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Chris Wade criticizes PFL over playoff pay, trashes Brendan Loughnane for being a ‘patsy’ for the promotion

Chris Wade really enjoys calling the PFL home, but he can’t stay quiet any longer about the pay problems he’s facing in the promotion.

Ahead of his upcoming fight against Brendan Loughnane in the playoffs, the UFC veteran turned PFL contender detailed his issues and explained that his complaints actually reach back to 2020, when the promotion cancelled the season and released him from his previous contract.

“I just want to preface it by saying I’ve really enjoyed my time competing in the PFL and I’m thankful for the original opportunity I got coming out of another organization and jumping over, but the facts are the facts,” Wade told MMA Fighting. “Math is math.

“I’m not happy that I was a lightweight and I essentially got cut utilizing a pandemic clause during COVID that was an obscure [clause] at the bottom of a document, like it’s just put in there to completely protect the other side. That stung.”

According to Wade, his release didn’t permanently sever ties with the PFL, but instead when he was re-signed to the organization, his contract essentially started over.

Typically, fighters work on an escalating scale earning more money with each fight, with additional increases after each new contract signed. While the PFL operates under a slightly different system — with fighters competing in a regular season, a playoff format, and then competing for a $1 million prize in the finals — Wade says his compensation hasn’t matched his level of success with the promotion.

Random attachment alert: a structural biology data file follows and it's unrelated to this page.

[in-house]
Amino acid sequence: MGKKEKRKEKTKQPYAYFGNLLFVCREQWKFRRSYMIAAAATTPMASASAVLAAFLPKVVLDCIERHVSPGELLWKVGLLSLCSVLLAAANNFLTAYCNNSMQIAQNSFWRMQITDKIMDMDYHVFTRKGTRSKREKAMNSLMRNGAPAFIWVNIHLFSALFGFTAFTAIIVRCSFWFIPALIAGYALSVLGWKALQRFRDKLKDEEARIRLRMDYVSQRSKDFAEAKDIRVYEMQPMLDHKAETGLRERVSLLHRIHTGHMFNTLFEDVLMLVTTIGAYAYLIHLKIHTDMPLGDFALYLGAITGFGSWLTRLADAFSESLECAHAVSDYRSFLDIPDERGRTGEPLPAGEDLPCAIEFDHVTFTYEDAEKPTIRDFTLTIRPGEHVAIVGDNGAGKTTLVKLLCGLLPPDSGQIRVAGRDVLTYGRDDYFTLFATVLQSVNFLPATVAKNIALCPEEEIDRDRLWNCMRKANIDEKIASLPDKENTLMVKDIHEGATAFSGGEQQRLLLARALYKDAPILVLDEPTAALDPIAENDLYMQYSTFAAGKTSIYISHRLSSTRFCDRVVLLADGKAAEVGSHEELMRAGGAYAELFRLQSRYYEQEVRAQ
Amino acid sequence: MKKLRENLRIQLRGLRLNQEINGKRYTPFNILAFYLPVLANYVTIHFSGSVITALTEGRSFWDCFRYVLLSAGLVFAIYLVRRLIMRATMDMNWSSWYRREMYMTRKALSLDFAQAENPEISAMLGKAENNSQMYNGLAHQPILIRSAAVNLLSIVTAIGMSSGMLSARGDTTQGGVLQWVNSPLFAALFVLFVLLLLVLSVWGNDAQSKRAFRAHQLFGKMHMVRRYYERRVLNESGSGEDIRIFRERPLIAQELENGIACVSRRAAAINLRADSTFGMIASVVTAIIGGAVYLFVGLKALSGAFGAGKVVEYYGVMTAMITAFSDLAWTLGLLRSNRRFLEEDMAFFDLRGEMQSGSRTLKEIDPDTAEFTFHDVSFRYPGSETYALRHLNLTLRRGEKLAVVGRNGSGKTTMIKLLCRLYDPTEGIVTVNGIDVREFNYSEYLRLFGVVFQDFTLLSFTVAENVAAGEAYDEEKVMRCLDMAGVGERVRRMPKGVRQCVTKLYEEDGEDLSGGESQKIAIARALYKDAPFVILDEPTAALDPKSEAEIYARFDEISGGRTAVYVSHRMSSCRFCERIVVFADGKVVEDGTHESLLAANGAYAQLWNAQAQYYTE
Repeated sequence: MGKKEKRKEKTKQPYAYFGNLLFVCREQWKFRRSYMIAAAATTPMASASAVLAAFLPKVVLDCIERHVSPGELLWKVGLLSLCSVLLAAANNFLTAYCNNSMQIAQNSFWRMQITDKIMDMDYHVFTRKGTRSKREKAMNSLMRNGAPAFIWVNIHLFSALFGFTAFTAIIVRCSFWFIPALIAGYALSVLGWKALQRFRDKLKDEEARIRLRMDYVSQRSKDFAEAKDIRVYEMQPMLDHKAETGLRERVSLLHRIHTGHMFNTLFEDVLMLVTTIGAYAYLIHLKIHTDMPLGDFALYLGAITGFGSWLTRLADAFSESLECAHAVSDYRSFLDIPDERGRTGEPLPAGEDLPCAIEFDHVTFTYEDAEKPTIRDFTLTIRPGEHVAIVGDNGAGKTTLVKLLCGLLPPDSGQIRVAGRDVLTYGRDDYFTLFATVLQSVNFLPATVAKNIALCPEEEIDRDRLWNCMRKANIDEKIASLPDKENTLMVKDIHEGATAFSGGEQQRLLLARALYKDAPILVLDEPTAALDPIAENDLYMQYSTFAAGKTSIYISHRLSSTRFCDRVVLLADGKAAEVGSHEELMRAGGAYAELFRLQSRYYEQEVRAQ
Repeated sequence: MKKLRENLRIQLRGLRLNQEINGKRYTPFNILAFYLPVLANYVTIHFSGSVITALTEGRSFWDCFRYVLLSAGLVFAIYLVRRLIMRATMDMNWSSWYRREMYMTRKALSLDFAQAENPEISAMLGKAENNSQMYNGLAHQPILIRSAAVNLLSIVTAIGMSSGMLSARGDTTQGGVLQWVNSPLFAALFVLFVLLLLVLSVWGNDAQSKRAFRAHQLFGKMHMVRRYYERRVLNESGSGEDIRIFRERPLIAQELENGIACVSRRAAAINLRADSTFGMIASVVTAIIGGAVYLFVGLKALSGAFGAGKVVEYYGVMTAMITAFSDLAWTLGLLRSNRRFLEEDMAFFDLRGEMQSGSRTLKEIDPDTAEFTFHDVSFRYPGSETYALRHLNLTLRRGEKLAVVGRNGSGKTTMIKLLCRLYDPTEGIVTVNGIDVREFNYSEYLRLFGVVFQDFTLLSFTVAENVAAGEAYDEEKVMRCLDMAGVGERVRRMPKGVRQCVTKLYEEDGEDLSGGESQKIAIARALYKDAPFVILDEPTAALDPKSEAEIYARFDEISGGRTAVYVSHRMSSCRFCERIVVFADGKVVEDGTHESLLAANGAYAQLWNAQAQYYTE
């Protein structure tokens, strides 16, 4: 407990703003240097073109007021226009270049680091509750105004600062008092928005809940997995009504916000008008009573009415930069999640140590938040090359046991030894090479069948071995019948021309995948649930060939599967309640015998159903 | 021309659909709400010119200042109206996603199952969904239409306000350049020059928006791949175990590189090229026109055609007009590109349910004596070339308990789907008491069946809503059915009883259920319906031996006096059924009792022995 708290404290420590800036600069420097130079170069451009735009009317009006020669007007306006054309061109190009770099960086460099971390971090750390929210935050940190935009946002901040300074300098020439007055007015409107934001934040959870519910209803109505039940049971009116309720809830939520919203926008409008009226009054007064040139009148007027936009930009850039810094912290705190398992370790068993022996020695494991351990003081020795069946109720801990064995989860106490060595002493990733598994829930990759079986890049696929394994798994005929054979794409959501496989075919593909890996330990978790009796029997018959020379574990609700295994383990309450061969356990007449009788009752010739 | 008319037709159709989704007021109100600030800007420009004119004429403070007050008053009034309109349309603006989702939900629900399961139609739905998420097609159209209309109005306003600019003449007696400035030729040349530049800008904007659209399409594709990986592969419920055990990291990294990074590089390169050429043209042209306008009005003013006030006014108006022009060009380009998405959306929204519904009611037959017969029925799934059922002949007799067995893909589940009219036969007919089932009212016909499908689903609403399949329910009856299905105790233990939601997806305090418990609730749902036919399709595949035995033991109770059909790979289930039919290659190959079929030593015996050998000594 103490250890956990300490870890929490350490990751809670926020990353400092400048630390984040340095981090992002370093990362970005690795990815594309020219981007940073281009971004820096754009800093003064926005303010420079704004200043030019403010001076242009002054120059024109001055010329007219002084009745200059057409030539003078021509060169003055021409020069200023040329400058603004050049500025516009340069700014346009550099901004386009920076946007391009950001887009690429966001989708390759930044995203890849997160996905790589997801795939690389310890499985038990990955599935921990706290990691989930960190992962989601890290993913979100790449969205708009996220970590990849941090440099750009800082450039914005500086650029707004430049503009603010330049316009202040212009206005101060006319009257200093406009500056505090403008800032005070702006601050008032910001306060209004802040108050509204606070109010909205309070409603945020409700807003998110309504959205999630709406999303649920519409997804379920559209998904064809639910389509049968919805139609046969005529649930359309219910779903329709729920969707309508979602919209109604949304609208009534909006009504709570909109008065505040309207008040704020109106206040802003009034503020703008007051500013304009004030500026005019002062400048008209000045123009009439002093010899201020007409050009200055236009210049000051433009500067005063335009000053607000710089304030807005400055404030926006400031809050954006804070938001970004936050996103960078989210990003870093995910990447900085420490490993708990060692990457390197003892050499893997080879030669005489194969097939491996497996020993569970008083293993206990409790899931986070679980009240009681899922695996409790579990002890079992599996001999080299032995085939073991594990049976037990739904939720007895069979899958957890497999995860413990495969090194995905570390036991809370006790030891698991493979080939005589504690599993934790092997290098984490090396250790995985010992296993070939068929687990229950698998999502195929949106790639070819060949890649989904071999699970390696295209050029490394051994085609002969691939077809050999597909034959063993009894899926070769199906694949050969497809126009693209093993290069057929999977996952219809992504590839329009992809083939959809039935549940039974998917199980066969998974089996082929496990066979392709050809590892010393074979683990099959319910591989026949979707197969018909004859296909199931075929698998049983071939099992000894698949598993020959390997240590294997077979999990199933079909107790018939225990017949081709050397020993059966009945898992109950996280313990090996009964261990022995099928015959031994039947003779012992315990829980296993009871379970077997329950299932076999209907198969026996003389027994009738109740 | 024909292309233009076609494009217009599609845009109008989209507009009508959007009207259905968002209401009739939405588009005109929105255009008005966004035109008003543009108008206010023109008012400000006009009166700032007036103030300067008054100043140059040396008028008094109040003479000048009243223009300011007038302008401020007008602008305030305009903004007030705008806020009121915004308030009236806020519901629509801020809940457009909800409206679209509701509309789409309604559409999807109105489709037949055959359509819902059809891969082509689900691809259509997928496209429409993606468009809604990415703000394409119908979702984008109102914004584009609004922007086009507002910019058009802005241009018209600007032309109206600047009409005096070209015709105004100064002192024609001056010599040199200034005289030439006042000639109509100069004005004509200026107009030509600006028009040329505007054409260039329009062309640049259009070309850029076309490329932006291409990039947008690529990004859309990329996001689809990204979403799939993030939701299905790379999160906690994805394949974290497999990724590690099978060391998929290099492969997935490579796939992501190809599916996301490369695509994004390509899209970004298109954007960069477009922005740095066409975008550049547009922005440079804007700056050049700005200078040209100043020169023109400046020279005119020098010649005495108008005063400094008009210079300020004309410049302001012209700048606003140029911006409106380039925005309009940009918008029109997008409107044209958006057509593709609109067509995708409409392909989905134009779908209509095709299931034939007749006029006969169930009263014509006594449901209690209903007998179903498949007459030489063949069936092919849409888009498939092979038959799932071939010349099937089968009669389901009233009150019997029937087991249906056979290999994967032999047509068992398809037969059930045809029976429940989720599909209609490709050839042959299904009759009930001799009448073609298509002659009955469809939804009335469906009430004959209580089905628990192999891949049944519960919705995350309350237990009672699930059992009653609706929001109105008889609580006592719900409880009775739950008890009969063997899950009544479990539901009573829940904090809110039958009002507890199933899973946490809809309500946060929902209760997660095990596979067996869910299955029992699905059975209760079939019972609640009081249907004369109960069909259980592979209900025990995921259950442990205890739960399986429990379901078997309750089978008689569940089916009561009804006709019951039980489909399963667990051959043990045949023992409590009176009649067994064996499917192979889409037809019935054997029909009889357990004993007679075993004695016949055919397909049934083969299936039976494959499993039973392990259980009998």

“I’m the top dog at 145,” Wade said. “I’m knocking people out, I’m doing what they ask of me, I’m promoting fights, and you’ve got some of these other guys, they’re making a lot of noise. They’re talking, but I don’t understand why they seem to be doing better than I’m doing [while they’re] laying on people, doing what they complained to me about at lightweight about not finishing fights.

“There’s a chip on my shoulder. I’m very aware of what’s going on and I’m very aware of what the other guys are earning. Aside from that carrot — the million dollar prize at the end — I think we deserve quite a bit more and there’s a lot of work to be done negotiating because it can’t stay this way.”

Wade’s biggest problem comes down to the pay he received during the regular season and then not receiving a bump up in salary when going into the playoffs.

He’ll actually be competing in his second consecutive PFL playoffs after finishing as the runner-up at featherweight in 2021, and as much as he hopes to take home the $1 million prize as champion, he still needs to provide for his family even if he only makes it to the finals again.

“Listen, I never have said one word about my regular season pay because I agreed to that and I took my chances and I bet on myself,” Wade said. “But I just don’t understand, and anyone I explain it to, how I can become the first seed again, score more points than I’ve ever scored before, run deep into a playoff format that has shrunk from an eight-man bracket, which was easier to get into, to a four-man bracket, which is more difficult to be in the upper echelon, and then to move on from the regular season but to go in reverse in compensation.